Over the past 50 years, the image of Ireland and the Irish has been transformed in Britain. Thinking back to the 1970s, I cringe at the memory of the “Irish jokes” about “thick Paddies” that were a staple of my London school playground. When the Irish were not laughable, they were dangerous. The IRA bombing campaigns in the UK tarred the whole of Ireland as somehow linked to terrorism.
But in Britain today, Ireland is cool. The Irish are no longer the butt of jokes — they are the ones telling them. Entertainers such as Graham Norton and Dara O Briain are mainstays of BBC schedules. Dublin has the dubious privilege of being a favourite haunt for British stag weekends. And Anglo-Irish friendship is celebrated on the sporting field, with an Irishman, Eoin Morgan, captaining the England one-day cricket team.
The economic boom in Ireland and the passage of time have done a lot to bury old stereotypes. But so has joint membership of the EU. The danger now is that Brexit has reintroduced a dangerous strain of bitterness into Anglo-Irish relations, with the British and Irish once again harbouring resentment and anger towards each other.
Ireland and the UK joined the then European Economic Community together in 1973. Their joint membership helped to create a new kind of relationship, based on mutual respect and shared interests. European law also provided the legal framework for Dublin and London to work together on the Good Friday Agreement of 1998 that effectively ended the Troubles in Northern Ireland. In the European single market, a hard border could be erased and binary questions of citizenship — British or Irish — blurred.
Within the EU, the British and Irish discovered that they have a lot in common. In Brussels, they were allies in the struggle against “tax harmonisation”. When the UK stayed out of the Schengen border-free travel area within the EU, the Irish did the same — in favour of preserving the common travel area between the UK and the Republic of Ireland. Both countries have felt a pull from the US, with Mary Harney, former deputy prime minister of Ireland, once remarking that the Irish were spiritually “closer to Boston than Berlin”.
This vein of Euroscepticism led the Irish initially to vote against the ratification of the EU’s Nice and Lisbon treaties (referendum results that anticipated Britain’s 2016 vote for Brexit). In the Irish case, the initial referendums were later reversed in second votes.
But this convergence of Britain and Ireland has been radically disrupted by Brexit. Many Brexiters are enraged by the Irish insistence on a “backstop” to prevent a hard border between the Republic of Ireland and Northern Ireland, believing this to be a largely invented problem designed simply to thwart Brexit. Many Irish people are, in turn, outraged by what they perceive as Britain’s high-handed dismissal of their concerns, believing this to reflect old colonial attitudes. It is an uncomfortable coincidence that the Irish war of independence started a century ago, in 1919, culminating in the creation of the Irish Free State.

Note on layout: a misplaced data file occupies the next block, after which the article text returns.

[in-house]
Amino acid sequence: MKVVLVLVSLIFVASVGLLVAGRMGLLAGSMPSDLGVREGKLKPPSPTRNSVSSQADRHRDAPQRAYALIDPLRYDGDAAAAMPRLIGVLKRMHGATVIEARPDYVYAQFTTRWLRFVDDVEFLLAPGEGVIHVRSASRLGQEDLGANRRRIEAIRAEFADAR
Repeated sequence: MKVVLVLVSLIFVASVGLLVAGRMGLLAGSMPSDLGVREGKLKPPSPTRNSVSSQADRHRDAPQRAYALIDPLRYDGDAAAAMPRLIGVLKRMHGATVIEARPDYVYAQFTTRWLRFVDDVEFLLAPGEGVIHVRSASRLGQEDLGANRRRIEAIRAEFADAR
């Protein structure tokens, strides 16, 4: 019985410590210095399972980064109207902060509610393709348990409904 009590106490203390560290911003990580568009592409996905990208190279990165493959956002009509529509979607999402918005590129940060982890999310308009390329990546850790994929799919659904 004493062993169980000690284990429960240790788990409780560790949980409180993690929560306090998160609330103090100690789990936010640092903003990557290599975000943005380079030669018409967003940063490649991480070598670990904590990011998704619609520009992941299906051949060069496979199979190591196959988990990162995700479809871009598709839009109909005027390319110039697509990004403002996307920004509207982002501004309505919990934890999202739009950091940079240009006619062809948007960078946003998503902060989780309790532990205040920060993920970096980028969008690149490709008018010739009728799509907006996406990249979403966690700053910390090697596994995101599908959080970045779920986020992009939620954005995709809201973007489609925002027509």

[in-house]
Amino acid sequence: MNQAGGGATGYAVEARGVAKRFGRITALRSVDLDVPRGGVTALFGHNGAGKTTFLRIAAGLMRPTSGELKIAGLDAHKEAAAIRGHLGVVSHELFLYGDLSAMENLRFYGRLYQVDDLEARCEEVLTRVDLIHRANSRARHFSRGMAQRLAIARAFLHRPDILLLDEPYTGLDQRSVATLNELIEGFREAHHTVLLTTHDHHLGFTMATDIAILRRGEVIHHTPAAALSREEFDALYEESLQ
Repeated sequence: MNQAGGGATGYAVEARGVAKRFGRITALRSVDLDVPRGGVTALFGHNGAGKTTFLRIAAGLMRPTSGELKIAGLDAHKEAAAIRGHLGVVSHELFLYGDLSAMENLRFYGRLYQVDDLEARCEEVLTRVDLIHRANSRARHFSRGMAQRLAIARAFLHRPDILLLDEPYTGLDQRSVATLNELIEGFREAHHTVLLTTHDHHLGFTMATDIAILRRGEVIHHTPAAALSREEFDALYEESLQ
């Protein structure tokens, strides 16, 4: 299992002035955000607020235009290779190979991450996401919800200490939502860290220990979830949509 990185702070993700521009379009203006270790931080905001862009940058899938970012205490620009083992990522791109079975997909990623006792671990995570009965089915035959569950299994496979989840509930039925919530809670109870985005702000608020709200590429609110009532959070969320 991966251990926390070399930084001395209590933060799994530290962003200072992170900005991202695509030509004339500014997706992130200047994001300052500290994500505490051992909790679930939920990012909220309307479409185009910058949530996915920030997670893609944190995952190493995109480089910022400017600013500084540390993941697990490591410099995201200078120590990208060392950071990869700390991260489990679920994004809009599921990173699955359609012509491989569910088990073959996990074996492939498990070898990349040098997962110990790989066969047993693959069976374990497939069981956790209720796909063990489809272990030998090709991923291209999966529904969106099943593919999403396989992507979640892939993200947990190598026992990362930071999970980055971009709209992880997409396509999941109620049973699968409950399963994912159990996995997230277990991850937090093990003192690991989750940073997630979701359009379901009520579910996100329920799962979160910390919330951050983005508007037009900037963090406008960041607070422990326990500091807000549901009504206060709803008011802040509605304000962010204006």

At the moment, the British and Irish governments are locked in a game of chicken over the backstop. Unless one of them swerves, there is a clear danger that Britain and Ireland will go over the no-deal cliff together on March 29.
Both countries would suffer badly. The British are already transfixed by no-deal horror stories, involving bureaucratic chaos and shortages of food and medicine. The Irish face an economic rupture with their second-largest export market, after the US.
The implications for Ireland’s crucial agricultural sector are particularly grim, given that the British government has announced that it will impose tariffs on food imports; in the event of no deal, Irish beef farmers would be particularly vulnerable. Last week, the Irish government published emergency legislation designed for a no-deal Brexit; an idea that Simon Coveney, deputy prime minister, described as a “lose, lose lose” proposition.
Even a more orderly Brexit will damage Anglo-Irish relations. Having felt humiliated by Ireland in the negotiations, some Brexiters will want to demonstrate that Britain can still push around its smaller neighbour. At the same time there will be continuing paranoia in Westminster that Ireland may enlist its bigger friends in Brussels, Berlin (or, God forbid, Washington), to once again get one over on the Brits.
Negotiating new relationships on trade and immigration and a host of other issues will be a constant irritant. And the question of Irish unity will also be back on the table. The thought of “losing” Northern Ireland will enrage British nationalists, many of whom are also strong Unionists. But the prospect of a united Ireland could also be a big problem for Dublin, with alarming financial and security implications.
Ireland might also find itself newly vulnerable within the EU. There is already grumbling from some of the other EU members that Ireland must repay the “solidarity” it has been extended over Brexit, by abandoning its insistence on setting its own (low) corporate tax rates.
As the process of Brexit unfolds, we are discovering how many pleasant aspects of modern life in Britain are closely linked to EU membership. A good relationship between Britain and Ireland should be added to that list.
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